The Center for International Strategic Studies organized a round-table discussion on Wednesday, the 8th of November, 2017 titled “The Iranian Perspective on Iran-Pakistan Relations and Regional Security” at Serena Hotel, Islamabad. The speaker for the occasion was Dr. Saadullah Zarei, an Iranian scholar from the think tank Andisheh-Sazan-e-Noor Institute for Strategic Studies based in Tehran. The round-table was chaired by Ambassador Khalid Mahmood, Chairman Institute of Strategic Studies, Islamabad (ISSI) and former Ambassador of Pakistan to Iran with an opening address from Ambassador Ali Sarwar Naqvi, Executive Director CISS.
Ambassador Naqvi in his opening remarks said that Iran and Pakistan have a history of cordial relations which goes back to Pakistan’s inception; Iran was the first country to recognize the Pakistan’s statehood in 1947 and Iran-Pakistan have been friendly as they have never had any outstanding disputes, and both view foreign involvement in the region with suspicion, a recurring feature that courses through the bilateral relations. He asserted that Iran and Pakistan have enormous potential for cooperation on many fronts and that the two countries could exploit the fruit bearing aspects of their relationship to the maximum, making the best of their friendly relations. Principally, full potential of trade and economic relations remain underexplored, which is a major interest of both. In addition, the two countries need to develop their communication links of road, rail and air, to promote greater interaction and resultant economic activity.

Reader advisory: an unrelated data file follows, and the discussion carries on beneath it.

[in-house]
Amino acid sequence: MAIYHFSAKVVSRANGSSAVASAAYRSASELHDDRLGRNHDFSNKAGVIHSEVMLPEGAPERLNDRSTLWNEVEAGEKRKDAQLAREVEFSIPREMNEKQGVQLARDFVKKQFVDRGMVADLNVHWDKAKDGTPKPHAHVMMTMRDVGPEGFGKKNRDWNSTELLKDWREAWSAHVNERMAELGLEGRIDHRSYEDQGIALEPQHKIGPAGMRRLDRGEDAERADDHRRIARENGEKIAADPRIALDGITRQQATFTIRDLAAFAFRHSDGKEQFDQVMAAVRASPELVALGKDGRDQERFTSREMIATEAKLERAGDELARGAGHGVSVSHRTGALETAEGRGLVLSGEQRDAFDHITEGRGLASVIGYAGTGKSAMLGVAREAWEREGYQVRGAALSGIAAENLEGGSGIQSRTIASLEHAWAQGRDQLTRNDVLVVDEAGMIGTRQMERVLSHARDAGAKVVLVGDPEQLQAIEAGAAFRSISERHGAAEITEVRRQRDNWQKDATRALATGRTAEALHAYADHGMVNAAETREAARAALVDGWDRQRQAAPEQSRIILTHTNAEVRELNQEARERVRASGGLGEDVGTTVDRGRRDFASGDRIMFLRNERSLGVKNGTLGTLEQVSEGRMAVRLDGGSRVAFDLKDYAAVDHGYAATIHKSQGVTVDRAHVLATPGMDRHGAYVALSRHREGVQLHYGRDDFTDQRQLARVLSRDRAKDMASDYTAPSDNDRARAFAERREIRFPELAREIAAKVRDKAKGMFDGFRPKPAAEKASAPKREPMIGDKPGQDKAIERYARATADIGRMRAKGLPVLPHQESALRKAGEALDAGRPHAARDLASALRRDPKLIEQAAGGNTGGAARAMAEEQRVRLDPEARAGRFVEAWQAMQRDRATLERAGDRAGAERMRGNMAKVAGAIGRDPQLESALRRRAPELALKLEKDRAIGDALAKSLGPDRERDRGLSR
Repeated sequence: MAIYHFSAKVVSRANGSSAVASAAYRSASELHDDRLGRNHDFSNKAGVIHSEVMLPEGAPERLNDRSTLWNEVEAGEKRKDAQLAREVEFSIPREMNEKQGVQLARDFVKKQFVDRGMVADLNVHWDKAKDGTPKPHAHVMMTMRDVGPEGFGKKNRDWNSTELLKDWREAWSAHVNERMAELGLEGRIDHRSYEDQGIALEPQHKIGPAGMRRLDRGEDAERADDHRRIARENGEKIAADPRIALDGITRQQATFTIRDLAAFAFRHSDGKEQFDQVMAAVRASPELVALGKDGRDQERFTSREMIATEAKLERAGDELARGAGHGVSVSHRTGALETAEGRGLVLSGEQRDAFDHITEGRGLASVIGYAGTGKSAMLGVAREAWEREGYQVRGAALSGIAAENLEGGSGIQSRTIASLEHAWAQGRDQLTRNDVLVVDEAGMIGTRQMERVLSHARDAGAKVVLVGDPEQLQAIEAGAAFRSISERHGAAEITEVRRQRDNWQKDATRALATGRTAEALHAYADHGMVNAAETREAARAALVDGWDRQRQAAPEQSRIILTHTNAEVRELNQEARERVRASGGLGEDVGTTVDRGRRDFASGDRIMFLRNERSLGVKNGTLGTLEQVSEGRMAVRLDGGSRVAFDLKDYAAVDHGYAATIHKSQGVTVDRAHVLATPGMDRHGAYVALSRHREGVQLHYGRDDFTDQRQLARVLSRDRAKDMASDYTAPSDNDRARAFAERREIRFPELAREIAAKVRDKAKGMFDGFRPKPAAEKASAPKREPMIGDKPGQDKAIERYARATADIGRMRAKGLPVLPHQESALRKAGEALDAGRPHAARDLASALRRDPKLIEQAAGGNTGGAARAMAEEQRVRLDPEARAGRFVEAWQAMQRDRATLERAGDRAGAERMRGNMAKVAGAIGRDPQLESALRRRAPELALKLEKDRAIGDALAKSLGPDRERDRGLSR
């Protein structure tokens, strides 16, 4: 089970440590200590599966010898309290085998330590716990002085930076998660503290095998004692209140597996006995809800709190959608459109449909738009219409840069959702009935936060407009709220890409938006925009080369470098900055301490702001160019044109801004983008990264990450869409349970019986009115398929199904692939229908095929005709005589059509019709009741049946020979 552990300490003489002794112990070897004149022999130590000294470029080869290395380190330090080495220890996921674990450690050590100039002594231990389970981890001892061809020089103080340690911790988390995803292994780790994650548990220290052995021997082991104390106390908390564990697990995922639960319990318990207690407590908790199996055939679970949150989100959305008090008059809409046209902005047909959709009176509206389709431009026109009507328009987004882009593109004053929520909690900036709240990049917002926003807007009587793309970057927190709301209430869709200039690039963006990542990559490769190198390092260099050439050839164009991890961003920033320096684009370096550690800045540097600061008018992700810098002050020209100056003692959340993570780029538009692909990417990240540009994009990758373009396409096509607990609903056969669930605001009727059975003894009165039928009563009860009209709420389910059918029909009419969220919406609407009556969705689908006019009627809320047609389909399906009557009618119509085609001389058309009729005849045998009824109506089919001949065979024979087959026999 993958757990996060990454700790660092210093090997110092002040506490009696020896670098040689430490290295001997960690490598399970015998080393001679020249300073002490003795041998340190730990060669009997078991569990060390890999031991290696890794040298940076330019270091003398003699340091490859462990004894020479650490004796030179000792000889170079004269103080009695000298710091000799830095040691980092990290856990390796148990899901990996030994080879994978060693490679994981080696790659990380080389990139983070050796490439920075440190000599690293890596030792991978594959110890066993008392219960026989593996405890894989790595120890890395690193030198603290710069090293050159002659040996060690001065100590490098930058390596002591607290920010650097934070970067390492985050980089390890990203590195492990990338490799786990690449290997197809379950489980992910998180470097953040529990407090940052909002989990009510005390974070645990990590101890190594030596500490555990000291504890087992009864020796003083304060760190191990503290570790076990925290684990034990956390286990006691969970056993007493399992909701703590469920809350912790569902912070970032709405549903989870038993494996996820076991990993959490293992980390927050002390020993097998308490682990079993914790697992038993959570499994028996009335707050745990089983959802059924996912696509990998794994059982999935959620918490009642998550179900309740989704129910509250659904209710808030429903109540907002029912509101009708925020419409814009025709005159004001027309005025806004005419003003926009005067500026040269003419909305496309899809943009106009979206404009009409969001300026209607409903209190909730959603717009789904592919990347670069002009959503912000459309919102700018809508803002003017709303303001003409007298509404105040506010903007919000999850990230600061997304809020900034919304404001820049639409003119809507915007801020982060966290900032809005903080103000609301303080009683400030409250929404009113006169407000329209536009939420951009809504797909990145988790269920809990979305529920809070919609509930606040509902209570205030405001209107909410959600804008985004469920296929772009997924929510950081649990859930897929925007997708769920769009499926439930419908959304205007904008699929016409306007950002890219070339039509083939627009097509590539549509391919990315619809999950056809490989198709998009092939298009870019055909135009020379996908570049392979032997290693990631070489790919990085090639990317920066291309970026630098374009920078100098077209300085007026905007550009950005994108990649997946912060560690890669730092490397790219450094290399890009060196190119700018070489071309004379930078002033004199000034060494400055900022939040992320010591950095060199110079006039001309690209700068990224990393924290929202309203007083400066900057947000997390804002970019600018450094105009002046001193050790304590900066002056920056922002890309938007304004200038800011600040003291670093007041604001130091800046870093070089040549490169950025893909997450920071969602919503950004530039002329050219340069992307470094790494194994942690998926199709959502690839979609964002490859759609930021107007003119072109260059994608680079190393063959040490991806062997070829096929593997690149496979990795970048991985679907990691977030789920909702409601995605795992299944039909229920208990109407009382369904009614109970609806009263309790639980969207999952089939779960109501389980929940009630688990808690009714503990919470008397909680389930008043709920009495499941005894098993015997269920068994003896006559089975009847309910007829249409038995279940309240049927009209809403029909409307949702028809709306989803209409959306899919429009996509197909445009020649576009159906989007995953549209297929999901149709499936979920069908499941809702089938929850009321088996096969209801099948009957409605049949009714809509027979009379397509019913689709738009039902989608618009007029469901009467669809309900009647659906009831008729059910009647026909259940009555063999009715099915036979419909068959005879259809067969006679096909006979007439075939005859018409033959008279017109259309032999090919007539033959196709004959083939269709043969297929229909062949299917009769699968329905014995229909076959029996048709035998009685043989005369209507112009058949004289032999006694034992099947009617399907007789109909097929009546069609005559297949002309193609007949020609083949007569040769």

In his remarks, Ambassador Khalid Mahmood highlighted the positive areas of the Iran-Pakistan relationship and asserted that there was plenty of room for cooperation. He also remarked that when the chips are down, Iran has always stood by Pakistan and vice versa. For instance, Iran has always taken a categorical position supporting the Kashmir cause.
Dr. Saadullah Zarei began his talk by giving a context of the meaning of security, saying that the meaning of the word had changed in the past 30 years. He said that in the contemporary era, the meaning of security is taken in the context of inter-state cooperation. He classified ways to achieve security in four different categories: first, security as a product of cooperation with other countries. Second, security constitutes resources management on the domestic level. Third, security means the successful management of non-state actors that have attained importance and leverage in recent years and can pose security threats for a country. And lastly, being secure as a state includes the effective management of rivals, especially through conciliation. As an example, Dr. Zarei said that Iran’s nuclear experience with the West taught Tehran that it must develop an internal consensus and reach a middle ground with the Western world.
Dr. Zarei discussed Afghanistan as a prospective area of cooperation between Iran and Pakistan. He said that Iranians and Pakistanis both want to support infrastructure projects in Afghanistan to create an environment conducive to stability. He said that a great advantage in this regard is that important actors such as Turkey and Russia are also interested in playing a constructive role in Afghanistan. He asserted that cooperation on the regional level has many advantages and no drawbacks.